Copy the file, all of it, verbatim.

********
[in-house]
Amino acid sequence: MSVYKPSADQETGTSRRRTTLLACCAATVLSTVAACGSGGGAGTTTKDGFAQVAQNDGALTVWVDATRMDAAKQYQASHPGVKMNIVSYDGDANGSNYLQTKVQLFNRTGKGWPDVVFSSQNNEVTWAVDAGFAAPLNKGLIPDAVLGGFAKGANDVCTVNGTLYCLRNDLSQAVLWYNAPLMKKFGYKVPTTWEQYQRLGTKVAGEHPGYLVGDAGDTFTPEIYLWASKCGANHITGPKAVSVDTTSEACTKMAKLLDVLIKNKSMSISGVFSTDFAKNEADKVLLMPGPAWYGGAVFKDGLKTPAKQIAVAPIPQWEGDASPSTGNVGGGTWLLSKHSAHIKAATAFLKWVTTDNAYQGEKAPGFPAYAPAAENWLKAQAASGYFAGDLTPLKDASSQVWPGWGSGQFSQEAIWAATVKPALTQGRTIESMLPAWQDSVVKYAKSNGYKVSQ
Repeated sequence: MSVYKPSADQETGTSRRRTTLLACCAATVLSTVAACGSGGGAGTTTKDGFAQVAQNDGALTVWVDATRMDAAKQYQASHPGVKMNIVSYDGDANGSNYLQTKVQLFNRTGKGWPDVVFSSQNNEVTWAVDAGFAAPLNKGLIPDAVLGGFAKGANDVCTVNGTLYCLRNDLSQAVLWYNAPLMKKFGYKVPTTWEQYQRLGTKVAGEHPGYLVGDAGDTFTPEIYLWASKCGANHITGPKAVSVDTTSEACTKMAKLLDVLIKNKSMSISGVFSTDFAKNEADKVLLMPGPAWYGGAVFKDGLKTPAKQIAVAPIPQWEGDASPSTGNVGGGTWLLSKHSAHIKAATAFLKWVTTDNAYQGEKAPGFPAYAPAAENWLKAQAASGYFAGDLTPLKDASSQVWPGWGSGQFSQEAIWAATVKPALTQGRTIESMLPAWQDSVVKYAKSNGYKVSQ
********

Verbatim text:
[in-house]
Amino acid sequence: MSVYKPSADQETGTSRRRTTLLACCAATVLSTVAACGSGGGAGTTTKDGFAQVAQNDGALTVWVDATRMDAAKQYQASHPGVKMNIVSYDGDANGSNYLQTKVQLFNRTGKGWPDVVFSSQNNEVTWAVDAGFAAPLNKGLIPDAVLGGFAKGANDVCTVNGTLYCLRNDLSQAVLWYNAPLMKKFGYKVPTTWEQYQRLGTKVAGEHPGYLVGDAGDTFTPEIYLWASKCGANHITGPKAVSVDTTSEACTKMAKLLDVLIKNKSMSISGVFSTDFAKNEADKVLLMPGPAWYGGAVFKDGLKTPAKQIAVAPIPQWEGDASPSTGNVGGGTWLLSKHSAHIKAATAFLKWVTTDNAYQGEKAPGFPAYAPAAENWLKAQAASGYFAGDLTPLKDASSQVWPGWGSGQFSQEAIWAATVKPALTQGRTIESMLPAWQDSVVKYAKSNGYKVSQ
Repeated sequence: MSVYKPSADQETGTSRRRTTLLACCAATVLSTVAACGSGGGAGTTTKDGFAQVAQNDGALTVWVDATRMDAAKQYQASHPGVKMNIVSYDGDANGSNYLQTKVQLFNRTGKGWPDVVFSSQNNEVTWAVDAGFAAPLNKGLIPDAVLGGFAKGANDVCTVNGTLYCLRNDLSQAVLWYNAPLMKKFGYKVPTTWEQYQRLGTKVAGEHPGYLVGDAGDTFTPEIYLWASKCGANHITGPKAVSVDTTSEACTKMAKLLDVLIKNKSMSISGVFSTDFAKNEADKVLLMPGPAWYGGAVFKDGLKTPAKQIAVAPIPQWEGDASPSTGNVGGGTWLLSKHSAHIKAATAFLKWVTTDNAYQGEKAPGFPAYAPAAENWLKAQAASGYFAGDLTPLKDASSQVWPGWGSGQFSQEAIWAATVKPALTQGRTIESMLPAWQDSVVKYAKSNGYKVSQ